NRPC name-to-address resolution over TCP/IP

In the TCP/IP protocol, the method most commonly used to resolve server names to network addresses is the Domain Name System (DNS), an Internet directory service developed both to allow local administrators to create and manage the records that resolve server names to IP addresses and to make those records available globally. While the POP3, IMAP, LDAP, and HTTP services use DNS directly, the NRPC service uses a combination of the Notes® Name Service and DNS to resolve server names to network addresses.

When you set up an IBM® Notes® workstation on the TCP/IP network, you normally rely on DNS to resolve the name of the workstation's IBM® Domino® home server the first time the workstation tries to connect to it. As long as the Notes® workstation and Domino® home server are in the same DNS domain level, DNS can accomplish the resolve.

When to edit the Net Address field in the Server document

The default format for a server's TCP/IP network address in Domino® is its fully qualified domain name (FQDN) -- for example, -- based on the DNS record and the IP address references in the system's TCP/IP stack. When a Notes® workstation or Domino® server requests this name, the TCP/IP resolver passes it to DNS, and DNS resolves the name directly to the IP address of the destination server, regardless of the DNS domain level of the requesting system.

If you do not want to enter the FQDN in the Net Address field, you can change it to the simple IP host name -- for example, app01 -- either during server setup or later by editing the Server document. For example, you might use the simple IP host name if you are setting up multiple TCP ports for NRPC, a configuration in which using the FQDN for each network address can cause connection failures if the Notes® Name Service returns the FQDN for the wrong TCP port. In this case, using the simple IP host name ensures that DNS does a lookup in all domain levels within the scope of the domains defined in the requesting system's TCP/IP stack settings.

Note: In a production environment, do not use IP addresses in Net Address fields. Doing so can result in serious administrative complications if IP addresses change or if Network Address Translation (NAT) connections are used, as the values returned by the Notes® Name Service will not be correct.

Secondary name servers

To ensure that the Notes® Name Service is always available over TCP/IP, when you set up a Notes® user, you can designate a Domino® secondary name server that stands in for the home server in these situations:

  • The user's home server is down.
  • The user's home server is not running TCP/IP.
  • The user's home server cannot be resolved over TCP/IP.
Note: In companies using multiple DNS domains, a Domino® secondary name server ensures that a Notes® workstation can connect with its home server even when the home server is in a different DNS domain. You can use policies to automate the setup of secondary name servers.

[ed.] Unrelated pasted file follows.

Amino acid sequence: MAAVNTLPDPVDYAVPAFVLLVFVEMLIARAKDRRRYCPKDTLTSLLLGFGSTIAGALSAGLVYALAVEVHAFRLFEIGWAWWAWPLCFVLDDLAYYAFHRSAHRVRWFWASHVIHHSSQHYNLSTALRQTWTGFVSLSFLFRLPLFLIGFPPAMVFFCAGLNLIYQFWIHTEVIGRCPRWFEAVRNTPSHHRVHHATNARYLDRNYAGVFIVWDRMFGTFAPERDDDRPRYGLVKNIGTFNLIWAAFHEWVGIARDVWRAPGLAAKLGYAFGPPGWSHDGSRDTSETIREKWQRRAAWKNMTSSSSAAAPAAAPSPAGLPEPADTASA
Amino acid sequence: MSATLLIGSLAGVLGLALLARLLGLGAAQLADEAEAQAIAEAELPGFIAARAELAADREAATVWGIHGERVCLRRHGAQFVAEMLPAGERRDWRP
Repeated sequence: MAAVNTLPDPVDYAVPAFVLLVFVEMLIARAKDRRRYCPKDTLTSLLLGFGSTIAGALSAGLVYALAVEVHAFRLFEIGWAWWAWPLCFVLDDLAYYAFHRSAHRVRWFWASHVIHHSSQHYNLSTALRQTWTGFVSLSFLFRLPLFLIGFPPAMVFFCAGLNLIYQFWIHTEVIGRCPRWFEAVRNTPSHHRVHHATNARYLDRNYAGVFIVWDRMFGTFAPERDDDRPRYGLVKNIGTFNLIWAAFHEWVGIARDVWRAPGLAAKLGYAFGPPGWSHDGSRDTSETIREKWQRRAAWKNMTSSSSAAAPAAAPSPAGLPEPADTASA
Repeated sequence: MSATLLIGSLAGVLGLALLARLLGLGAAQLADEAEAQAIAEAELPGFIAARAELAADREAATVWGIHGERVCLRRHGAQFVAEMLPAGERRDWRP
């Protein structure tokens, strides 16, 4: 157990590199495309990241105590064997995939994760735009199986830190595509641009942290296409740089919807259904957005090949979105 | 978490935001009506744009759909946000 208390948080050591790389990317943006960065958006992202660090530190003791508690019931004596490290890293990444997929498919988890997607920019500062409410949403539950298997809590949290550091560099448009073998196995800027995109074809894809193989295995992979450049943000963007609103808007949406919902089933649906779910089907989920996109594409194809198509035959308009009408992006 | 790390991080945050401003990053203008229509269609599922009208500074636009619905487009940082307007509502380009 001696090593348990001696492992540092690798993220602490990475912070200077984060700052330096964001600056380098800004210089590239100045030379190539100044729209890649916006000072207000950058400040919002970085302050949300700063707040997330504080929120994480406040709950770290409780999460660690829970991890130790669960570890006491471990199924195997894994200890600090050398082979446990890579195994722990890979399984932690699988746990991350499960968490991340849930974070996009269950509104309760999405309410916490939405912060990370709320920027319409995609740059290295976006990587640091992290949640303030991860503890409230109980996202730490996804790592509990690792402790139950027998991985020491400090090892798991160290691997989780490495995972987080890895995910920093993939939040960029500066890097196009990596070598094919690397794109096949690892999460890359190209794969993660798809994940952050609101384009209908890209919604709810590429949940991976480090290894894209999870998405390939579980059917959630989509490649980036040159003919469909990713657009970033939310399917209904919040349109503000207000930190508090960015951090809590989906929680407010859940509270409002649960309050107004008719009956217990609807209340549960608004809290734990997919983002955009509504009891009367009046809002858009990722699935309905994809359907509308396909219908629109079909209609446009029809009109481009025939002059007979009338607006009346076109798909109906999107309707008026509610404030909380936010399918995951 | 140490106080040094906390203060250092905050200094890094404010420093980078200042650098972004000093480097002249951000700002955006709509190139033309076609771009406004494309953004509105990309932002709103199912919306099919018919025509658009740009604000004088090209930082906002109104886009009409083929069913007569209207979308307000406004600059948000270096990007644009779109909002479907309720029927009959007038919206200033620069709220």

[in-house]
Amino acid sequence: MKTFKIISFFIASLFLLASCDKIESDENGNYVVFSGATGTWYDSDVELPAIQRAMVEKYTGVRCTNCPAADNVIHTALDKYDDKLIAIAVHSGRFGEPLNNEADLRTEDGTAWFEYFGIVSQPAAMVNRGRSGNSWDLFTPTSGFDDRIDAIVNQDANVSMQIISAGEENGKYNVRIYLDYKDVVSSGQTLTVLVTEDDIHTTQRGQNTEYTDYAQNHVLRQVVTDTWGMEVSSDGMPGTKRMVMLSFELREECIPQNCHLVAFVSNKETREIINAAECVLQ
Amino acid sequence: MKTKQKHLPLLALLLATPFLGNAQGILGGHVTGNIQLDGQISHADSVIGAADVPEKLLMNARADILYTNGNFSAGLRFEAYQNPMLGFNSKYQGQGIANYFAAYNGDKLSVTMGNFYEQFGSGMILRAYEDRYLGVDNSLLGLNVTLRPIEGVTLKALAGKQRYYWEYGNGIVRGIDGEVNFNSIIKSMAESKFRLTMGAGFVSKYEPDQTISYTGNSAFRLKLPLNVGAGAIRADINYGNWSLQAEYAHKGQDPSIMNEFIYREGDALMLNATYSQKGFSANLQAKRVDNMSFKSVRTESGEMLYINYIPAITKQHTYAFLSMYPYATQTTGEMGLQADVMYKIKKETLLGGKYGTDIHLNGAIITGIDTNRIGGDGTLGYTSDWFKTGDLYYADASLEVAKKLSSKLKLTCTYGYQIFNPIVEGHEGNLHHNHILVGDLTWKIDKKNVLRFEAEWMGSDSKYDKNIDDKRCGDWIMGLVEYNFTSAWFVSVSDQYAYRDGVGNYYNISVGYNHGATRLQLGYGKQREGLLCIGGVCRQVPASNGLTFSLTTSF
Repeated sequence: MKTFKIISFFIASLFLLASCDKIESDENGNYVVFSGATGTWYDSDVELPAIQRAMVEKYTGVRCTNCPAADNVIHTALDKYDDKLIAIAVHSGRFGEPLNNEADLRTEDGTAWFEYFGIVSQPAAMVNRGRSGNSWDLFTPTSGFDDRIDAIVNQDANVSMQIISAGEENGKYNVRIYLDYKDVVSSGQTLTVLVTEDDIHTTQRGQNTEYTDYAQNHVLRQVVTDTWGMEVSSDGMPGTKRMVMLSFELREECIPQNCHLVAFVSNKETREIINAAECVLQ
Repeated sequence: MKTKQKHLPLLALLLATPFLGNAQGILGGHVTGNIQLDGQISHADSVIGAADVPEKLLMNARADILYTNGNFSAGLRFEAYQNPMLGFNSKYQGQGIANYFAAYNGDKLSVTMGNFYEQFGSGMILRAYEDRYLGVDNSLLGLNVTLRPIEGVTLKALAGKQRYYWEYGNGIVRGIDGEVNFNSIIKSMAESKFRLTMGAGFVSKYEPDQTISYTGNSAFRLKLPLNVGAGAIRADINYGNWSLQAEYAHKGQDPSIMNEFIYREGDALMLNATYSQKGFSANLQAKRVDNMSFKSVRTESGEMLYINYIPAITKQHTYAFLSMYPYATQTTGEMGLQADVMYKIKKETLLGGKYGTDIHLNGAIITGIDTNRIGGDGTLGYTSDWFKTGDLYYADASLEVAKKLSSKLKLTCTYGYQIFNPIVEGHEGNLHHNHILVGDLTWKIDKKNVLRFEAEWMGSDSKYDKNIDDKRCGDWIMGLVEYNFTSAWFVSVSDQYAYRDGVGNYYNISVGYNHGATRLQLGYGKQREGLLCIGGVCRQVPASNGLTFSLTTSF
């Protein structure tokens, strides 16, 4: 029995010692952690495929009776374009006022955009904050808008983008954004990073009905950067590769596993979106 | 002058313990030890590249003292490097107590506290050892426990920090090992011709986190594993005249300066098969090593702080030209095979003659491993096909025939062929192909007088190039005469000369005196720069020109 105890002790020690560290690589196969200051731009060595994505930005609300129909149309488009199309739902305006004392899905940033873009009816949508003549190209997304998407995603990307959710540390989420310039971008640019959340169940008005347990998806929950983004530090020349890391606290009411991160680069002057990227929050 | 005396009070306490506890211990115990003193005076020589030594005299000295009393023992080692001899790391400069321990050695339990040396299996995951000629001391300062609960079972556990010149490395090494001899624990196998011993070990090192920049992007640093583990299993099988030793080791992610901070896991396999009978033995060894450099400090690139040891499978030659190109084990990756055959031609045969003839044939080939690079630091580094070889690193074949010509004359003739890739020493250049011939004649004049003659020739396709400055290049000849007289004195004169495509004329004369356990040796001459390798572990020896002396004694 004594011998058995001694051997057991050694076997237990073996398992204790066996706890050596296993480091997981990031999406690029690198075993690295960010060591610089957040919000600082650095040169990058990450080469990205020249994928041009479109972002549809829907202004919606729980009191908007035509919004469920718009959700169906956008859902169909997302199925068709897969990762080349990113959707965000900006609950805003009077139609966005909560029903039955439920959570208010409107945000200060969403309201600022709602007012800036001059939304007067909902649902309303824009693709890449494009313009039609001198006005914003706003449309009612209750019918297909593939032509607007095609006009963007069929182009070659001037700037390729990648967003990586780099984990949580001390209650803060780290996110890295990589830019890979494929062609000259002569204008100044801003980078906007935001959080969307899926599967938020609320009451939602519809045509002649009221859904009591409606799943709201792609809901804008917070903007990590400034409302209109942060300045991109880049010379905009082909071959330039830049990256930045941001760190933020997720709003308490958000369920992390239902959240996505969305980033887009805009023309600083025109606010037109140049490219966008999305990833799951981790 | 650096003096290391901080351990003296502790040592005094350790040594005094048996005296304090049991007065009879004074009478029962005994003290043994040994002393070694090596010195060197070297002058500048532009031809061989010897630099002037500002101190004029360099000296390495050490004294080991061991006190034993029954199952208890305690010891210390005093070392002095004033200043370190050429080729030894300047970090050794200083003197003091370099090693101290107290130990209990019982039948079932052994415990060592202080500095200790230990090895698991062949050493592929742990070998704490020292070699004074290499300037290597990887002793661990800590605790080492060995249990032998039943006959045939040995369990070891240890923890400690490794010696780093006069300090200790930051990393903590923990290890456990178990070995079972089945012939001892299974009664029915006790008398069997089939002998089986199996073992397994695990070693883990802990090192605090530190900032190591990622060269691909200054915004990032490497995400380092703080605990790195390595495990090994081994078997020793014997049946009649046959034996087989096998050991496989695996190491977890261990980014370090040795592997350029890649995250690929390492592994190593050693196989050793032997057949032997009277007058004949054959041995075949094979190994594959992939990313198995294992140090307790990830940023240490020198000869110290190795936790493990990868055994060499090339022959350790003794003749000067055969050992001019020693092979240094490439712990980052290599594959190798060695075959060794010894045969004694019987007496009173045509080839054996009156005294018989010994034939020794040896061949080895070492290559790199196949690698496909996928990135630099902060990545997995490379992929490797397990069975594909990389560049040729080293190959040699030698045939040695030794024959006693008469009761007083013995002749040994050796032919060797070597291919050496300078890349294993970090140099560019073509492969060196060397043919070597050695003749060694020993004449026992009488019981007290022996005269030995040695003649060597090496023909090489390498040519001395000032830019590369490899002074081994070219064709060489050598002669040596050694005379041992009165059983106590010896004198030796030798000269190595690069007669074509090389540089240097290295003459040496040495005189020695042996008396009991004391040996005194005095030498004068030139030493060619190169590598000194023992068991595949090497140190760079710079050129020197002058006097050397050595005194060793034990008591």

For more information, see the following topics:

  • Ensuring DNS resolves in NRPC Best practices...
  • Policies

The pass-through server

By connecting to a pass-through server, Notes® users can access servers that do not share a network protocol with their systems. If both the Notes® workstation and destination server are in a different Domino® domain from the pass-through server, it may not be possible for the pass-through server to resolve the name of the destination server. In this case, do one of the following:

  • On the Notes® workstation, create a Connection document that includes the IP address of the destination server.
  • On the pass-through server, create a Connection document to the destination server.

Internal alternatives to DNS

If you don't use DNS at your site or if a Domino® server is not registered with DNS (as is sometimes the case if the server offers Internet services), use one of these methods to enable each Notes® workstation and Domino® server to perform name resolution locally. Keep in mind that the upkeep required for both of these approaches is considerable.

  • Place a hosts file, which is a table that pairs each system name with its IP address, on every system that needs private access. Set up each system so that it accesses the hosts file before accessing DNS.
  • Create a Connection document that contains the destination server's IP address on every Notes® workstation and Domino® server that needs to access that server.

Alternative IP name services

Microsoft networking services offers four additional methods of IP address resolution. These methods are not as reliable as traditional DNS and hosts files and can cause name and address confusion. For best results, do not use these methods when also using the Notes® network port for TCP/IP.

  • Direct NetBIOS broadcast -- The system sends out a name broadcast message so that all of the systems on the local network segment can register the name and IP address in their name cache. If you must use NetBIOS over IP and use Domino® with both the NetBIOS and TCP/IP port drivers, avoid name-resolution problems by giving the Domino® server and the system different names.

Master Browser cache (for NT domains or SAMBA servers) -- Collects broadcasted names and IP addresses and publishes them across the NT domain to other Master Browser systems for Microsoft Windows systems to access in their name lookups.

  • Windows Internet Name Service (WINS) -- Uses NetBIOS broadcasts. Unlike DNS, which is static in nature, WINS is dynamic. Note that the TCP/IP stacks of Macintosh and UNIX client systems may not be able to access the WINS server.
  • LAN Manager Hosts (LMHosts) -- A static hosts file method.
Note: On a Windows system, the combination of the system's native NetBIOS over IP name-resolver service and DNS can cause name resolution failure for the Domino® server name.